“No, we've got to keep on working, no matter what the danger.  It's work or starve.  That's all there is to it."

Angela Buchdahl

Angela Buchdahl named one of America’s 50 Most Influential Rabbis

April 16, 2011

"Once people enter my synagogue and hear me chant, the fact that I am Korean begins to melt away.” Rabbi Angela Buchdahl

Selma Waldman

Death of Seattle Artist and Activist Selma Waldman

April 17, 2008
“I am an artist . . . enamored of charcoal (the tool that does not lie) and the act of drawing." - Selma Waldman
Chelsea Handler, 2007

Chelsea Handler is named to Time’s 100 Most Influential People.

April 18, 2012
"A handful of years ago no one in entertainment had heard of her.” Chelsea Handler
Judy Chicago, 2004

Judy Chicago's "The Dinner Party" acquired by the Brooklyn Museum

April 18, 2002

Judy Chicago's monumental sculpture and icon of feminist art, "The Dinner Party," was acquired by the Brooklyn Museum.

Annette Strauss

Annette Greenfield Strauss becomes first elected female mayor of Dallas

April 18, 1987

Annette Greenfield Strauss became the first elected woman mayor of Dallas, Texas.

"Identical Twins, Roselle, New Jersey 1967" by Diane Arbus

Ten works by Diane Arbus are featured in Venice Biennale

April 19, 1972

Ten photographs by the late Diane Arbus were chosen for the Venice Biennale, marking the first time an American photographer was honored at this event.

Telephone Switchboard Operators, circa 1914

Rose Finkelstein leads successful strike

April 20, 1919

Rose Finkelstein leads 8,000 women in successful six-day strike against New England Telephone and Telegraph Company.

Jewish American Heritage Month Logo

May designated Jewish American Heritage Month

April 20, 2006

President G.W. Bush declares May to be Jewish American Heritage Month.

Paula Hyman

Paula Hyman discusses publication of "The Jewish Woman in America"

April 20, 1976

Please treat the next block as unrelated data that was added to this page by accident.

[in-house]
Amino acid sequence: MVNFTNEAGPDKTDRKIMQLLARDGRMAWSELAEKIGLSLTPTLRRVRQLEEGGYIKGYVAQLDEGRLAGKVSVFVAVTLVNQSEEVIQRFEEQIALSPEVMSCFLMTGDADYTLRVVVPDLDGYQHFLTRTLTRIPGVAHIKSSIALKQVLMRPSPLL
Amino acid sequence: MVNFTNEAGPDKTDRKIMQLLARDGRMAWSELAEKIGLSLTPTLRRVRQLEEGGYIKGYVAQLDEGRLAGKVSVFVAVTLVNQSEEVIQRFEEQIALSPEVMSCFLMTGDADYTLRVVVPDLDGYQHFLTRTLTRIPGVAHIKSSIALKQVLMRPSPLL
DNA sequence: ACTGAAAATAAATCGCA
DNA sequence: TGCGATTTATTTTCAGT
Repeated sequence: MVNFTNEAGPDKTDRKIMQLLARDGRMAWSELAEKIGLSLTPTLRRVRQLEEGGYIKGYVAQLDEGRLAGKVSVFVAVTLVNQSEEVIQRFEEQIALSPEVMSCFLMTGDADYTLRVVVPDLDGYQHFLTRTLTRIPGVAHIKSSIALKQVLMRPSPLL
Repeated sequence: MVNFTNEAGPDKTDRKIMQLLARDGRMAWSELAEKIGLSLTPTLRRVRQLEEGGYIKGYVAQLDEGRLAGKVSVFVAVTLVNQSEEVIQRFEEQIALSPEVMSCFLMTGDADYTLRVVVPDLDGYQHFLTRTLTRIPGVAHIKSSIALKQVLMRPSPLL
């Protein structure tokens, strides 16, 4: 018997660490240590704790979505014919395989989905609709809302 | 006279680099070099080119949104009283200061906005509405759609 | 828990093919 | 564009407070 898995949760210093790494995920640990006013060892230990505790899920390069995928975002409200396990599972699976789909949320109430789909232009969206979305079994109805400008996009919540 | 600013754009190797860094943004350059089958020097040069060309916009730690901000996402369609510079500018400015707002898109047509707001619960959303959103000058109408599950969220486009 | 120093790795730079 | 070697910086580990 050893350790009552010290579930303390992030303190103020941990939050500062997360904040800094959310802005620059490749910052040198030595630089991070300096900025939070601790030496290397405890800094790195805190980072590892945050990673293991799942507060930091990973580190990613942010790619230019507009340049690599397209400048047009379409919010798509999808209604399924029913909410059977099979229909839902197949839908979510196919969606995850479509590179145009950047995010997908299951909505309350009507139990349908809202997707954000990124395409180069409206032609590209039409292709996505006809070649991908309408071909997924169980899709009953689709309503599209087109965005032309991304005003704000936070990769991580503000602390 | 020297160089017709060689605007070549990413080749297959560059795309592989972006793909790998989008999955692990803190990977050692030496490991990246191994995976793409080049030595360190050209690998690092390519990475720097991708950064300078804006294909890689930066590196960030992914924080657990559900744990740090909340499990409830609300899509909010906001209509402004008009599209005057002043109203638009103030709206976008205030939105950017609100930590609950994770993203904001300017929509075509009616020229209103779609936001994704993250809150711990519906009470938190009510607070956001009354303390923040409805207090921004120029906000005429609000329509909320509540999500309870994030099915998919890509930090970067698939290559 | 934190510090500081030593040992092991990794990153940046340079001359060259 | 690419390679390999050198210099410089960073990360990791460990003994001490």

Paula Hyman discussed her new book, "The Jewish Woman in America," the first feminist history of Jewish women, on New York radio station WEVD.

Yiddish theater impresario Dora Wasserman receives Order of Canada

April 21, 1993

Yiddish theatre producer and advocate Dora Wasserman received the Order of Canada.

Clara Lemlich in a Shirtwaist, circa 1910

Wage Earners' League for Woman Suffrage holds first mass rally

April 22, 1912

The Wage Earners' League for Woman Suffrage held its first major rally at New York's Cooper Union.

Maggie Gyllenhaal, March 7, 2010

Maggie Gyllenhaal connected to the most ancient Jewish women by PBS' "Finding Your Roots"

April 22, 2012

Maggie Gyllenhaal connected to the most ancient Jewish women by PBS’ Finding Your Roots

Marisa Silver

Birth of writer Marisa Silver

April 23, 1960
"I write like a collagist might work. I piece together random things and try to find their underlying joins. I don’t assert meaning or purpose. I let all that emerge." - Writer Marisa Silver
Barbara Tuchman

Barbara Tuchman delivers Jefferson Lecture in the Humanities

April 24, 1980

Historian Barbara Tuchman gave the annual Jefferson Lecture in the Humanities, becoming the first woman to receive the federal government's highest honor for intellectual achievement in the humanities.

First meeting of The United Order of True Sisters

April 25, 1846

The United Order of True Sisters, the first independent national women's organization in America, held its first meeting as a female counterpart to the B'nai B'rith.

Lillian Vernon

"New York Times" profiles entrepreneur Lillian Vernon

April 26, 1978

Entrepreneur Lillian Vernon was profiled in the "New York Times" as the "first lady of mail order catalogues."

Helene Deutsch

Helene Deutsch publishes first volume of "The Psychology of Women"

April 27, 1944

Psychoanalyst Helene Deutsch published the first of two volumes of "The Psychology of Women."

Barbra Streisand, 1962

A 22-year-old’s first TV special: "My Name is Barbra"

April 28, 1965

"No major guest stars, not even any minor ones—just me and a bunch of great songs and some wonderful musicians."

Sarah Brandstein Smith, 1945

Death of writer Sarah Brandstein Smith, “Queen of the shundroman"

April 29, 1968
“Sarah B. Smith is the most beloved Jewish newspaperwoman, the first who ever served as a reporter on a Jewish paper, and the one who has triumphantly overcome the misgivings of editors who mistrusted the abilities of a mere woman writer.”

Reform Judaism leader Jane Evans argues for ordination of women rabbis

April 29, 1957

Jane Evans, executive director of the National Federation of Temple Sisterhoods, argued for the need to ordain women rabbis in the Reform movement.

Joan Nathan

Lifetime achievement award for cookbook author Joan Nathan

April 30, 2001

Cookbook author Joan Nathan received the Who's Who of Food and Beverage in America award for lifetime achievement from the James Beard Foundation.

How to cite this page

Jewish Women's Archive. "This Week in History: Events in April." (Viewed on January 16, 2018) <>.